Temps de lecture :2 minutes
Producers are concerned about the lack of an efficient fair trade inspection and certification system. And not just within the Max Havelaar network.
We are well acquainted with the organic industry and its clearly independent inspections that rely on ISO standards and are accredited by governments or consumer and producer organizations. Yet FLO standards were neither developed nor ratified by producers as is normally the case. FLO-Cert is an offshoot of FLO and remains too closely connected to its parent company. A fully independent supervising body is needed, as well as local structures capable of better completing these tasks, at a cost lower than today’s. Inspection and certification are not a matter of policing but of establishing a climate of mutual trust. Here, at the UCRI, we have a monitoring system that is integrated into the organic inspection and certification process. Why have two different systems when we can establish a one-stop organic and fair trade certification system?
(…) As producers, we are not at all pleased that Max Havelaar is forgetting its initial calling. The problem must be resolved in the long-term in countries where consumers live. Why not vote to accept a law that sets the margins that industries and retailers can earn? Fair trade must move in that direction, but first it must generate a greater awareness of how urgent a change is required. While it does not solve the problems of the small producers that are exploited, fair trade is the vehicle that enables these producers to get organized, to understand how the structures of today’s world function, to gain strength, and to speak with one voice. Therefore, the FLO and other similar structures must do a much better job, but within the “family” of fair trade, all together. As an organization, UCIRI is a member of the FLO and IFAT (International Fair Trade Association), and we sell our coffee to pioneering fair trade structures. But many cooperatives have to also sell to Kraft or Nestlé since all of their products cannot be sold under fair trade conditions. There is no point in protesting this decision without offering a concrete solution.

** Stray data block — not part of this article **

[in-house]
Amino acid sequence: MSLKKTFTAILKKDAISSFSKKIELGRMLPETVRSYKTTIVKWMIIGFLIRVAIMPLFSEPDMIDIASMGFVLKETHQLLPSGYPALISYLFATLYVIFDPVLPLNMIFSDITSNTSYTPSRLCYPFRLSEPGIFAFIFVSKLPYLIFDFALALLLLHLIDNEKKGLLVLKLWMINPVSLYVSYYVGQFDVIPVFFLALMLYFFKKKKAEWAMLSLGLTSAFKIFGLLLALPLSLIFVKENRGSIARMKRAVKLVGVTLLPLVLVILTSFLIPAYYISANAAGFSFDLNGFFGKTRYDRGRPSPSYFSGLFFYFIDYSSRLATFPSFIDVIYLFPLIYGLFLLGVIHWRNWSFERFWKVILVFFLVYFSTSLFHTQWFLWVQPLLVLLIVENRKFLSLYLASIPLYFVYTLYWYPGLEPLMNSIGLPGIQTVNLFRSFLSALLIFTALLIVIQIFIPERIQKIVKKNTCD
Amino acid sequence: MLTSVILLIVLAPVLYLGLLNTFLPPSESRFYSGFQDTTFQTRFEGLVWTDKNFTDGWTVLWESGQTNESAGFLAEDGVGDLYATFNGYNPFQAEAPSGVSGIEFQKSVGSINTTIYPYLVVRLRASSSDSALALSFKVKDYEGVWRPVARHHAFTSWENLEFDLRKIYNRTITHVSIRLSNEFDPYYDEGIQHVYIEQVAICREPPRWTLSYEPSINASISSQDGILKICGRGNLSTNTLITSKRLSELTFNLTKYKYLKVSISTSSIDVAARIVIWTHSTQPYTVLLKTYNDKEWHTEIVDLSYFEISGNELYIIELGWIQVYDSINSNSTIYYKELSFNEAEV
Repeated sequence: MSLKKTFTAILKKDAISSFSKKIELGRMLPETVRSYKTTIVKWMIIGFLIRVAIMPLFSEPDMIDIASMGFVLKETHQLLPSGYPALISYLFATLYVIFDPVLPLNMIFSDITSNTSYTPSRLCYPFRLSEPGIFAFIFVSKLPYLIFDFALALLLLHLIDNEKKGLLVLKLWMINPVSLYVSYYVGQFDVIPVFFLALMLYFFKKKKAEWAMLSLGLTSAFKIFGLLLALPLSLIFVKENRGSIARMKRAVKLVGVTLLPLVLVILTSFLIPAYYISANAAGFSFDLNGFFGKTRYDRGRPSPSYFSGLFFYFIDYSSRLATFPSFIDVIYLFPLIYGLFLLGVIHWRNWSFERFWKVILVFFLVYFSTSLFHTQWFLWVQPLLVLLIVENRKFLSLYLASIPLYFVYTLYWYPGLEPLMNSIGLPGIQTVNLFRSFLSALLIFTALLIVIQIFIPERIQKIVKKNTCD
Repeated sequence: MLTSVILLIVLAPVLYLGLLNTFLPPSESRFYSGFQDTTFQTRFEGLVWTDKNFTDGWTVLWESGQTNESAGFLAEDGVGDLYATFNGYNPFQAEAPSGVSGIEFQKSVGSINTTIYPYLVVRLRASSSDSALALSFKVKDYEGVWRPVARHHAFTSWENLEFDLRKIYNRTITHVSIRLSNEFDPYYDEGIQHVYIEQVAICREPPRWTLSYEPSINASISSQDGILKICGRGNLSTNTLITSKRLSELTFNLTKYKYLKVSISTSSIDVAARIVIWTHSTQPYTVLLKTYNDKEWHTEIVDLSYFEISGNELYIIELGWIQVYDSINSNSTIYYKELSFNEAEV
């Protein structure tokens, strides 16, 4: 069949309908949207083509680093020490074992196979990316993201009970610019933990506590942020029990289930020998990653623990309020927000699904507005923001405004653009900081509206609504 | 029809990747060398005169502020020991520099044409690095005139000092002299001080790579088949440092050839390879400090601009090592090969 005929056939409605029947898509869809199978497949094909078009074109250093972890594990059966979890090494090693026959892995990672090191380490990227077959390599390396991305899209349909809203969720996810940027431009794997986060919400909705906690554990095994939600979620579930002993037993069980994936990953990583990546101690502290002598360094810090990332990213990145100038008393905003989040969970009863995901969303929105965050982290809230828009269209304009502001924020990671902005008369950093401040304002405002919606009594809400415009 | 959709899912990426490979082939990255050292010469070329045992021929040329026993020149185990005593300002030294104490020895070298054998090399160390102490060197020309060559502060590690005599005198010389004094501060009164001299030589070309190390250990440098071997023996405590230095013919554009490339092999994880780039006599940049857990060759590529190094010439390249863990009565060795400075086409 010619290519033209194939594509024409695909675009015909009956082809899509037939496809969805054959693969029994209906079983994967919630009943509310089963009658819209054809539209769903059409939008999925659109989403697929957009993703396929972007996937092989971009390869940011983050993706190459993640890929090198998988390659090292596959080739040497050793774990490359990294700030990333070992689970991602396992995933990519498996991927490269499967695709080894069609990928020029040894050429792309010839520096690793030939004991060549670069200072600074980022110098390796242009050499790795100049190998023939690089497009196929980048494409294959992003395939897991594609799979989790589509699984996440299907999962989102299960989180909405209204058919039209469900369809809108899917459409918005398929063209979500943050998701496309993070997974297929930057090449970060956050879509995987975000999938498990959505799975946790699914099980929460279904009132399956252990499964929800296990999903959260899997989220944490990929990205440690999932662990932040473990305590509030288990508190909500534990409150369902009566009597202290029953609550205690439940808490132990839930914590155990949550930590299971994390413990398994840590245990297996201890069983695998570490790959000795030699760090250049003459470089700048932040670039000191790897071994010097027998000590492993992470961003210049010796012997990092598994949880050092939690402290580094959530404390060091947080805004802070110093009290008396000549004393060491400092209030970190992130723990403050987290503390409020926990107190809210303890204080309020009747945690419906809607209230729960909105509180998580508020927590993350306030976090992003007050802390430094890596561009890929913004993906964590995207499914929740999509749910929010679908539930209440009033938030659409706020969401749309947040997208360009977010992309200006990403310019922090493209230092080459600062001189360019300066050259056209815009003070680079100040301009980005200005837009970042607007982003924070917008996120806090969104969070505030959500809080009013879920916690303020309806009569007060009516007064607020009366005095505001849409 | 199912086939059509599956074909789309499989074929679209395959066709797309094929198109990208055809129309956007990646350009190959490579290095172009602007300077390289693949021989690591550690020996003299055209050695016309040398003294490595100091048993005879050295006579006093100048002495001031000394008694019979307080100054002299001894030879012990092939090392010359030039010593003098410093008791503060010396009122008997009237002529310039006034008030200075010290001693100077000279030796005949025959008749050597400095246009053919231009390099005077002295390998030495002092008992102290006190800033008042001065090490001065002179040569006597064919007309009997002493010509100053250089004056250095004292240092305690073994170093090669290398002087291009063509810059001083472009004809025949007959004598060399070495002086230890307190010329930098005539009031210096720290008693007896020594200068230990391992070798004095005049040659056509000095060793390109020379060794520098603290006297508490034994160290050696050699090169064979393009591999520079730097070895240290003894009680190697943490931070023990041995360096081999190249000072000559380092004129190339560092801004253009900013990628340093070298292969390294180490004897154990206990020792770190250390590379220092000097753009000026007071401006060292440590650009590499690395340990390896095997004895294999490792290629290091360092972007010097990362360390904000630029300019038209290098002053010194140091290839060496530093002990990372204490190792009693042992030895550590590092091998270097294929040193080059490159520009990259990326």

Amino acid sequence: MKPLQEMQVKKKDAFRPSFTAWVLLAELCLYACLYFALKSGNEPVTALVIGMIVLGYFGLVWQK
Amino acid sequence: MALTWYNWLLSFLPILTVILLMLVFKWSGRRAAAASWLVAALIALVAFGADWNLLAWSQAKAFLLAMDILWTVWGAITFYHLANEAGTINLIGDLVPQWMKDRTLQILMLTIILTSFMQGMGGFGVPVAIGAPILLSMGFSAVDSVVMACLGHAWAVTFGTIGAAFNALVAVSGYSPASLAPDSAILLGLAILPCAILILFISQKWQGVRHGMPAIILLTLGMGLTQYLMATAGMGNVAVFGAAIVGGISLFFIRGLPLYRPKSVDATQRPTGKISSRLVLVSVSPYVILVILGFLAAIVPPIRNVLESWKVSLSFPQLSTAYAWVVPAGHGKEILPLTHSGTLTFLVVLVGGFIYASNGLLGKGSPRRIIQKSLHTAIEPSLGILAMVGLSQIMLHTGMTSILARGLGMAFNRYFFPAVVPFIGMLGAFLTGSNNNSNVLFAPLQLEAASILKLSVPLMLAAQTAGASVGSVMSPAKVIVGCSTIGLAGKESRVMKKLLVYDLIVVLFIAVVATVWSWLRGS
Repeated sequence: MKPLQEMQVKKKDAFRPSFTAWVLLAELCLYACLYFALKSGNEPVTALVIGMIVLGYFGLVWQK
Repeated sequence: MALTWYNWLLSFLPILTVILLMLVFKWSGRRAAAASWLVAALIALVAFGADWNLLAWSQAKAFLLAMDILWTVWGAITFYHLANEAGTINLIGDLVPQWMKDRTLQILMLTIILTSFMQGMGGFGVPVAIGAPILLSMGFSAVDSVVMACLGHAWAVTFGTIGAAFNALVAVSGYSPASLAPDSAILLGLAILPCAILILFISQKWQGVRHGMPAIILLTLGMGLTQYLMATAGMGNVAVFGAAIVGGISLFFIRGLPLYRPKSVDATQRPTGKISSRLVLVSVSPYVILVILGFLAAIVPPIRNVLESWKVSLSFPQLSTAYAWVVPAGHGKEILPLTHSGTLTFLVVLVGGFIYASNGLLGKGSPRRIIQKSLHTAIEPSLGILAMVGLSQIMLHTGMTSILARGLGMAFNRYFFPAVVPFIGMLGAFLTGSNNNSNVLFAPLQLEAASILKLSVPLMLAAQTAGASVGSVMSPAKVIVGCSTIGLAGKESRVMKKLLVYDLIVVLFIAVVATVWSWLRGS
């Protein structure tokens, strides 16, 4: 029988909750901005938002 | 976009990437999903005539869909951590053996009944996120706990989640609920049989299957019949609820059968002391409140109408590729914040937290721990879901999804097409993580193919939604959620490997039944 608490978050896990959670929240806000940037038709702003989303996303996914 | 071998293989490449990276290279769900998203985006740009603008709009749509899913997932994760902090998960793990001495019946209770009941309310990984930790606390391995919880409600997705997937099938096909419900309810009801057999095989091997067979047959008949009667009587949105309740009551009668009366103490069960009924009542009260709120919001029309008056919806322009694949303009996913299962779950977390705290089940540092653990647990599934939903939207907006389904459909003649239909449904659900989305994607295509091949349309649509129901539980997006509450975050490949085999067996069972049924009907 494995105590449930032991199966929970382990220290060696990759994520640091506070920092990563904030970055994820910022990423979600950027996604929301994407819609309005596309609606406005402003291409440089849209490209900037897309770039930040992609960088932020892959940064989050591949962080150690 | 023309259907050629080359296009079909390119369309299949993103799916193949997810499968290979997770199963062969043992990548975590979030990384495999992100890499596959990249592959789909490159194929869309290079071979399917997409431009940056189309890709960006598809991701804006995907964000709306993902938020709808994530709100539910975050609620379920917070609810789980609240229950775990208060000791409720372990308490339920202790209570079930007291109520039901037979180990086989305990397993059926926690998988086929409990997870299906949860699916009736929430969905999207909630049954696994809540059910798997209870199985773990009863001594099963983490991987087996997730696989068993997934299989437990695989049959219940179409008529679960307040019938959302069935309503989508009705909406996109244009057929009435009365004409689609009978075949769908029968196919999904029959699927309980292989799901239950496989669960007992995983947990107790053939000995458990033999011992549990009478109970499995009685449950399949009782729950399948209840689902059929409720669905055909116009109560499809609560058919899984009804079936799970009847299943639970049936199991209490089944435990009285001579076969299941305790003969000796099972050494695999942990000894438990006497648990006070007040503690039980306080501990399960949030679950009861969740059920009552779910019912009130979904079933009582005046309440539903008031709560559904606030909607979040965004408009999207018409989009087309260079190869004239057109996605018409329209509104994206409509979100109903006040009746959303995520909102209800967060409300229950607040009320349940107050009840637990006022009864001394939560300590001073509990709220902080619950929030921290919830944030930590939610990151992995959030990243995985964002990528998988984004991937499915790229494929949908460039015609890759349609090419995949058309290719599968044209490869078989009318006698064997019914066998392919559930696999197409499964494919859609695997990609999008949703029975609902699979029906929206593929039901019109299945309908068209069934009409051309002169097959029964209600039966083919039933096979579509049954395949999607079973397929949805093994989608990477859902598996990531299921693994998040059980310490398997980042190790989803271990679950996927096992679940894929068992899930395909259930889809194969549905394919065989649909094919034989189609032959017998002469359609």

“Le commerce équitable au pied du mur ?”
Interview by Christian Jacquiau/ Frans Van Der Hoff
Published in Imagine demain le monde magazine, March-April 2007